by: Albert Amateau
April 17, 2002
Despite the fire that raged in 90 West St. for 24 hours on Sept. 11, the landmarked 1907 building designed by Cass Gilbert is structurally sound, according to the Landmarks Preservation Commission and the Lower Manhattan Development Corp.
"But it's in terrible shape inside," said Andrew Winters, director of design for L.M.D.C. Debris from the World Trade Center, a block from 90 West St. with an intervening parking lot, fell on the north face of the building; the mansard roof was severely damaged and the terra cotta ornamentation on the limestone facade was largely destroyed. The building was vacated on Sept. 11 and remains unoccupied.
Nevertheless, L.M.D.C. heeded the pleas of preservationists and included a proposal calling for restoration of the 23-story building in the preliminary blueprint for the future of Lower Manhattan, making it the only individual structure mentioned in the report.
The owner of the building, FPG 90 West, a subsidiary of Agon, a Dutch insurance company, was in the midst of a $20-million restoration on Sept. 11, according to Michael Gelfand, an architect who worked in the building for Gruzen Samton Associates.
Heather McCracken, Landmarks spokesperson, said Landmarks Chairperson Sherida Paulsen has been consulting with the owner. "They are considering options for restoration and cleaning and whether to rebuild the interior," McCracken said. Still to be decided is whether the building will be restored for commercial use or converted into a residential tower.
The Gruzen firm, with 130 employees, had moved into the third and fourth floors of 90 West St. about nine months before the World Trade Center attack, Gelfand said. "Of course the architecture and history of the building was one of the attractions for us," he said, adding that the firm spent more than $1 million building out its space at 90 West St.
"My office was on the south side and when the north tower was hit, I thought a scaffold had collapsed," said Gelfand, noting that the facade of the building was undergoing restoration at the time. But from the West St. window, he said he saw body parts on the street and a car that appeared to be cut in half. When he got to the north side of the office, Gelfand noticed what turned out to be a section of the north tower's skin with an airplane wheel embedded in it had been projected across both the Trade Center site and the parking lot, landing just in front of the Cedar St. entrance to 90 West St.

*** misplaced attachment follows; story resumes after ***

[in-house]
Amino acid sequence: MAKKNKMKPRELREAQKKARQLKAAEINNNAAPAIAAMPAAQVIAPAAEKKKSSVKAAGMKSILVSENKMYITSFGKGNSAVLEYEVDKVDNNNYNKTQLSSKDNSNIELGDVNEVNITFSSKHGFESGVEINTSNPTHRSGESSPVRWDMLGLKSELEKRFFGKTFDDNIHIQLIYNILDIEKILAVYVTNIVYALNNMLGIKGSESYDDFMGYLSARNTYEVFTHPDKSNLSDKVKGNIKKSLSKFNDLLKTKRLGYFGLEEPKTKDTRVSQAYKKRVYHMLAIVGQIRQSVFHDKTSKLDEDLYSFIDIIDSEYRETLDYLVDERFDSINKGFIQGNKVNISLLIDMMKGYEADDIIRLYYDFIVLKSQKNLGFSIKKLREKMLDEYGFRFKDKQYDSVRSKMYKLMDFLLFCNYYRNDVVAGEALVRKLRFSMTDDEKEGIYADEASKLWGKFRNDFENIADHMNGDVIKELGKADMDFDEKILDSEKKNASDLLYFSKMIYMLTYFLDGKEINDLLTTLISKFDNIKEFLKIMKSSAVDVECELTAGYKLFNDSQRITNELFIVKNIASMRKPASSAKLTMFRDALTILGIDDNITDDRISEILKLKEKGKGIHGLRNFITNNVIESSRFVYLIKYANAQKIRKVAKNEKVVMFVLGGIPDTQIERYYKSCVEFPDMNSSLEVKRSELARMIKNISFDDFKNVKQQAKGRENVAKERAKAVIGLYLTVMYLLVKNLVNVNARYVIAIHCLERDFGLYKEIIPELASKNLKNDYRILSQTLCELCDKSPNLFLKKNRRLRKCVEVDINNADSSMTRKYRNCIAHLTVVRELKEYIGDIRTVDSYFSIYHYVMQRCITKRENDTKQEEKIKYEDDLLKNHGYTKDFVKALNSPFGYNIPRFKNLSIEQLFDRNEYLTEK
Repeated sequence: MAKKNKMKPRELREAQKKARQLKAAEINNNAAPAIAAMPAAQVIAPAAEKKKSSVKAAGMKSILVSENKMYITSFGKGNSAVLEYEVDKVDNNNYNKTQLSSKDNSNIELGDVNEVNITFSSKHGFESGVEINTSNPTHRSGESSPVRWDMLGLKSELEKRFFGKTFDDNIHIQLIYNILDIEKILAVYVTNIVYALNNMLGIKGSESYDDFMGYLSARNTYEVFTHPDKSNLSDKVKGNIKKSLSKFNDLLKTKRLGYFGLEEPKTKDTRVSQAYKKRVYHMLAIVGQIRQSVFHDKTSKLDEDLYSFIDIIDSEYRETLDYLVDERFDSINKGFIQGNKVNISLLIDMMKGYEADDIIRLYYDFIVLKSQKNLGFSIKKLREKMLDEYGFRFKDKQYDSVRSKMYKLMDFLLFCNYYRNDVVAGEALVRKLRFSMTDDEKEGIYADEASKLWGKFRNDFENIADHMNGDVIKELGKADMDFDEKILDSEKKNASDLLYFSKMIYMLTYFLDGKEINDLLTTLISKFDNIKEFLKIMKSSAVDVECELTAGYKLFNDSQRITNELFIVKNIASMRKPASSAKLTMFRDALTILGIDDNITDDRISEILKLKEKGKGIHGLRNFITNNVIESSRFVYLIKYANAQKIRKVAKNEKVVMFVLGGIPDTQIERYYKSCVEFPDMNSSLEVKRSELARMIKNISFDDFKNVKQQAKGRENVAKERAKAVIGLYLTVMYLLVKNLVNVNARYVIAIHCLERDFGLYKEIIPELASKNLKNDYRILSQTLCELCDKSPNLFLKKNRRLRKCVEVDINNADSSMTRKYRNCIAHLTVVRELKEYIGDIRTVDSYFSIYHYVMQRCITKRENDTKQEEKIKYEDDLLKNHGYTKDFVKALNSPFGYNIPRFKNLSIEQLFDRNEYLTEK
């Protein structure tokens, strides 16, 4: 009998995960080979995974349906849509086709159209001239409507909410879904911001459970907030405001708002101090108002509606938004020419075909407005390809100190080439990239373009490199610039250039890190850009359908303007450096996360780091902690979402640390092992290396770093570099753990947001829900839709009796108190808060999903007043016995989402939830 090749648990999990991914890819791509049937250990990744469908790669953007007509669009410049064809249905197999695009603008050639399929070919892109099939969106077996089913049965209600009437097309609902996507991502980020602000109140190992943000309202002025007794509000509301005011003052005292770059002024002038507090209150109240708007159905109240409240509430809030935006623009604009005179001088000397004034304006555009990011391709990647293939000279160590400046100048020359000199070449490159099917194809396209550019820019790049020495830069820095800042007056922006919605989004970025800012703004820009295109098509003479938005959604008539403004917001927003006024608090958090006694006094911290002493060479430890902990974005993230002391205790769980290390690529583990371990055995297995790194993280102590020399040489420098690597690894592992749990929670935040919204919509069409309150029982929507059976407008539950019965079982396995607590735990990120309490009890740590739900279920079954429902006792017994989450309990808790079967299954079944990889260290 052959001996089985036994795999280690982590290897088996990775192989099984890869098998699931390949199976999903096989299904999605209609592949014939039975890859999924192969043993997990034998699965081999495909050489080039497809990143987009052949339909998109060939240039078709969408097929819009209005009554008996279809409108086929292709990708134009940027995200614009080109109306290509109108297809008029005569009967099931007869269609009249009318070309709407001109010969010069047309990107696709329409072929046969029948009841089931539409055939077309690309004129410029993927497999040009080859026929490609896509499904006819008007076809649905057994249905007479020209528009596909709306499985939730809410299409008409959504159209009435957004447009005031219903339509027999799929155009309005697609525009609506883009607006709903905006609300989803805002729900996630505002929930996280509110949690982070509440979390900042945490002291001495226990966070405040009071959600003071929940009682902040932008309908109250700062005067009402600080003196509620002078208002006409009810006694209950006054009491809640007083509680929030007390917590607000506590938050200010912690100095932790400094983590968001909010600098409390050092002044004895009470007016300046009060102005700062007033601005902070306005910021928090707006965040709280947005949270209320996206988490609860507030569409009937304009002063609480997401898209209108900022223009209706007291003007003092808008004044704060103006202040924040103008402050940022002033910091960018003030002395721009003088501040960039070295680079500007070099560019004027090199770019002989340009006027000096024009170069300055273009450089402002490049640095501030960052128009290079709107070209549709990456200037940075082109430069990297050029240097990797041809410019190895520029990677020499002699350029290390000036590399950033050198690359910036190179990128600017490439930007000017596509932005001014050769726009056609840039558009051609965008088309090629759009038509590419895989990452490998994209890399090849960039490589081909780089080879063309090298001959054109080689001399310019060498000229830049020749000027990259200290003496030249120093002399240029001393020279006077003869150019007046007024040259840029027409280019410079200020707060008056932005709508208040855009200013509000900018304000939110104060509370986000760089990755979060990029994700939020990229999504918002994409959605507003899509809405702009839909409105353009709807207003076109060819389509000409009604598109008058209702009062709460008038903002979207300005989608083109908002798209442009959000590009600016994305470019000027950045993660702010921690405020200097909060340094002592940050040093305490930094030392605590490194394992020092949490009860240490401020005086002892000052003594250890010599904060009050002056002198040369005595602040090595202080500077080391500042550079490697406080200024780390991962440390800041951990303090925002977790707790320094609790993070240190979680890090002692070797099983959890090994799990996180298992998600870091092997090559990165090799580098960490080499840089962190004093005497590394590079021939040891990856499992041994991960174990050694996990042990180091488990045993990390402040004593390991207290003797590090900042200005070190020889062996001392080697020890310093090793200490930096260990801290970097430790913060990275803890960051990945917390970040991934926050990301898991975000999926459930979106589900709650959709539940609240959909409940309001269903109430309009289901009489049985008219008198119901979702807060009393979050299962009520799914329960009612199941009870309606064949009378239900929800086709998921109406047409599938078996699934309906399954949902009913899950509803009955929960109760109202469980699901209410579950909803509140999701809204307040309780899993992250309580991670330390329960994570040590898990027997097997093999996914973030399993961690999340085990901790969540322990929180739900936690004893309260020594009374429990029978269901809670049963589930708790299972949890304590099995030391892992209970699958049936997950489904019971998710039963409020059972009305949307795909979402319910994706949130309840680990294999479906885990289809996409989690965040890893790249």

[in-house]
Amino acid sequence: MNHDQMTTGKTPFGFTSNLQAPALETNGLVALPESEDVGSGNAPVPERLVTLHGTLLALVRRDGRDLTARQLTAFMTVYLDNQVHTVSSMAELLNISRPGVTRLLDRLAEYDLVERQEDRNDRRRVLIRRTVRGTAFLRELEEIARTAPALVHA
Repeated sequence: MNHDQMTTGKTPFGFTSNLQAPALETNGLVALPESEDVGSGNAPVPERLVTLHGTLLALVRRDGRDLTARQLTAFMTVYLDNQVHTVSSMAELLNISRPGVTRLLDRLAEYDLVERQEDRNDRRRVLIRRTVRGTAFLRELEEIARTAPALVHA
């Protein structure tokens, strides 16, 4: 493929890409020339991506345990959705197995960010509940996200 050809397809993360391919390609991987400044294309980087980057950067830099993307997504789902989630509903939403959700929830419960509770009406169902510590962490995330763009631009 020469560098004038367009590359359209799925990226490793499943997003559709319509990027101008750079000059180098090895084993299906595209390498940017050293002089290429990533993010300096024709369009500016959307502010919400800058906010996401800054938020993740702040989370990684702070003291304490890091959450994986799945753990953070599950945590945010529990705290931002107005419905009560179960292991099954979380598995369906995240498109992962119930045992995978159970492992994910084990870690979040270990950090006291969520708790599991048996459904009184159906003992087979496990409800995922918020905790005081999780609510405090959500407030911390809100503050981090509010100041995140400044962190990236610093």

Gruzen employees evacuated the building after the second plane struck the south tower. The firm lost almost everything except for some drawings preserved in a fireproof safe and some digital data, Gelfand said. The building began burning after the towers collapsed. The upper floors and the bottom suffered the most damage, Gelfand said. Gruzen is now located at 330 W. 13th St. on a 14-year lease.
The building at 90 West St. between Albany and Cedar Sts. was designed by Gilbert shortly before he designed the Woolworth Building on Broadway. The AIA Guide to New York City says 90 West St. is "increasingly interesting and complex the higher you raise your eyes," It was designed to be seen from the harbor or from the upper floors of adjacent skyscrapers. The colonnaded and mansard-roofed top floors were opened in 1907 as Garret's Restaurant and billed as the "world's highest restaurant," a forerunner of Windows on the World, says the Guide, the latest version of which was published two years ago.
Gilbert, who moved his architectural practice from St. Paul, Minn., to New York City in 1898 designed the U.S. Custom House on Bowling Green, the Broadway Chambers building at 277 Broadway and the U.S. Courthouse at 40 Centre St., which was completed by his son, Cass Gilbert, Jr.